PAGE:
What is a Webhook?

Updated on by Daniel Twigg

Read time: 4 minutes

There are several fundamental ways to send data from one system to another. Traditionally, integrations between APIs would be the first port of call. However, this one of the most widely used alternative methods is through using Webhooks.

  1. Webhooks Explained
  2. Webhook Example
  3. Webhook Powered Integrations
  4. Using Webhooks in Cyclr
  5. How to Create a Webhook URL
  6. How to Post Data Using Webhooks

Webhooks Explained


Notifications can be generated in an application through firing a webhook when an action or event has been triggered. These notifications are sent to a webhook receivable URL, including a range of data set by the sending application.

Webhook data can be extremely simple, checking that an action has been run, or POSTing data in JSON, XML or form data formats to be unpackaged and made use of by the receiving application.

This method of sending data is an event-driven push action, whereas typical APIs will request data via a GET request on a user’s request or timed interval. 

Webhook Example

If you were looking to get a notification of a website form submission in another application you could achieve this through implementing a Webhook.

In this case, a preset Webhook URL would be added to the form to send the data to the receiving application. 

The Webhook would be created to include all of the fields in the form, encapsulating them in JSON/XML format with the users’ responses when the send button is clicked. This would also be the trigger to send the data to the Webhook URL.

An example of a received Webhook packet would look like this:

     "g-recaptcha-response": "03AOLTBLWaU5rHGKgiUzp7kBI-3a8zxG1RnkTqrz61Q3bRCX4MToMEaFhXBvsqnPNpMcEWFlBIF2R6GuqhsWcBEUMEVD_IYpimtnzL8DbM1uLbPbejVxY6OsJopZTiS6Yka-14z37x-MgRy4fcHn0SuAL5gAc-zzD00LuPW3E6WY_l9Ftwo_ORiF5_QsUBGwebM9V_Ts6yz9QVoTI7D7cNhAM1xE9Y7uQ3h_y26VeQXnfofHfYrmBHfhmgkwPPfffNOxo6fe_RYVF0kdPGsZdQTCS0tYVeNdBcE-scWPLTL6GFJLfJo8y7wuOU7SjzVHz9Nra8JhKt3gY",
    "your-name": "Bill Gates",
    "your-email": "bill@microsoft.com",
    "your-subject": "I’d like to find out more",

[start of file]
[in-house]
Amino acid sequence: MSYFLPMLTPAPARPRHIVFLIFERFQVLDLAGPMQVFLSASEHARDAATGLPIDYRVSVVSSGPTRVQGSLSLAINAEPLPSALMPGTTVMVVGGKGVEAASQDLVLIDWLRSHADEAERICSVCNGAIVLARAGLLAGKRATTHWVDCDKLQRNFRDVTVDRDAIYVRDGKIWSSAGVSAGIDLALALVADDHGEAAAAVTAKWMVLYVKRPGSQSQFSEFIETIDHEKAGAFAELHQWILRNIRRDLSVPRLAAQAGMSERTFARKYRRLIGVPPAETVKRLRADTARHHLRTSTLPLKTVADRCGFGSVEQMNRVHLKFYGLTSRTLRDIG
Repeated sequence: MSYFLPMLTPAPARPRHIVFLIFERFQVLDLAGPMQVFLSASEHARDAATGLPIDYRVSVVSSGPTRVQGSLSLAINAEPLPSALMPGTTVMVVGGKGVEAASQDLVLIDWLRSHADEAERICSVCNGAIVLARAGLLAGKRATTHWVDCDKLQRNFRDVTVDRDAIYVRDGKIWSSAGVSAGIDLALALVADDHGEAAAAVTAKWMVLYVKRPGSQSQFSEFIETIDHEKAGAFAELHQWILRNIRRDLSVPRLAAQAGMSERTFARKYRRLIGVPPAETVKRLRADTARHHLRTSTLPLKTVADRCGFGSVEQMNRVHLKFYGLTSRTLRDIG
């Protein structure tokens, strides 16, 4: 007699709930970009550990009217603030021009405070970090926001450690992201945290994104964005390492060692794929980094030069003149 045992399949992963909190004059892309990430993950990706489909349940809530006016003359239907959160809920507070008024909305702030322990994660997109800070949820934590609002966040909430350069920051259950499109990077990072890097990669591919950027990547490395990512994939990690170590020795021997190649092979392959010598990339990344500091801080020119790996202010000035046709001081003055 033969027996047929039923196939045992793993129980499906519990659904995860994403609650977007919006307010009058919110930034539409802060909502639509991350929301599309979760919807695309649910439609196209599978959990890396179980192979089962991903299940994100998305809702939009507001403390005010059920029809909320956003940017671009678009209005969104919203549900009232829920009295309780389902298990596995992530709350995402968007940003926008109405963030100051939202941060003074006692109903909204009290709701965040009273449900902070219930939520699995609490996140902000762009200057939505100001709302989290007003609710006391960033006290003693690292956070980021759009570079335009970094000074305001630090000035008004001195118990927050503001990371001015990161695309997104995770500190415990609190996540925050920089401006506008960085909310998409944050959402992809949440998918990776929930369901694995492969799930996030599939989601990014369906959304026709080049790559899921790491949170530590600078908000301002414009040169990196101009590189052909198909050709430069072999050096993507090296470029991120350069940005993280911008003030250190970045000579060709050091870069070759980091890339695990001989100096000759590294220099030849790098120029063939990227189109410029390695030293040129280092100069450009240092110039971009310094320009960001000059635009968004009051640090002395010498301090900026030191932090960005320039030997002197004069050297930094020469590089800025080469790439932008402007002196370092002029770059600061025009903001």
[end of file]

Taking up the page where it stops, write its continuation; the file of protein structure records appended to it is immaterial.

"your-message": "Hi there, I’d like to learn more about your product. Can we please arrange a time to talk. Thanks, Bill",
    "url": "https://webhook.cyclr.com/wBhVwe6c",
    "acceptance-519": "1"

The receiving application would take this data and map it to the relevant fields in their platform.

Webhook Powered Integrations

Event-driven integrations using Webhooks typically use the POST function to trigger the integration workflow, supplying the initial data to run the integration. 

This method is used to create “real-time” integrations, however while the time to trigger the webhook is near instantaneous, any latency in the sending and receiving applications will inevitably add to the delivery time.

The integration will have to be set up so that the receiving application already knows what fields it is receiving, so that it can properly make use of the incoming data.

Setting up the integration can vary between applications. In some cases, users will have to manually add the Webhook URL they are sending the data into a management screen in the sending application. However, many applications include the ability to POST webhooks directly to their backend through their API. 

Using Webhooks in Cyclr

When creating an integration in Cyclr you would begin your workflow with a webhook step, to:

  1. Trigger the workflow when the Webhook URL is triggered in Cyclr
  2. To supply the initial data to use in the integration and map into other applications

You would then build out the workflow like you would a polling-based integration, using the initial data to either directly map into another application, or use it to trigger other steps and processes in your workflow.

Take a look at the video above to see how you can use the Cyclr Generic Webhook to connect to third-party SaaS applications.

How to create a webhook url

While many of the connectors in Cyclr contain Webhook steps (signified by a black bar), you can also use our Generic Webhook connector. This connector has multiple uses; the most common use is for receiving data (providing you with a Webhook URL to place in your triggering application as well as the ability to auto-discover the fields being sent), but you also have steps available to POST data.

Webhook Steps in Cyclr are signified by the black line on the step’s left border

How to POST data using Webhooks

POSTing data using the Generic Webhook allows you to define a Webhook URL to any external system and build out which fields you want to include in the data packet. You can use this to include any of the data within the workflow, allowing you to combine data from multiple sources. 

Webhook to webhook
An Example of an integration workflow using two types of Webhooks

If you’d like to find out more about what you can do with webhooks in Cyclr get in touch and a member of the team will be ready to show you the ropes.

Other API and Webhook Resources

Avatar for Daniel Twigg

Daniel Twigg

With over 10 years experience in the Digital Marketing arena, covering industries including IoT, SaaS, fitness, computer gaming and music, Daniel has been Cyclr's marketing manager from the early days of the platform.

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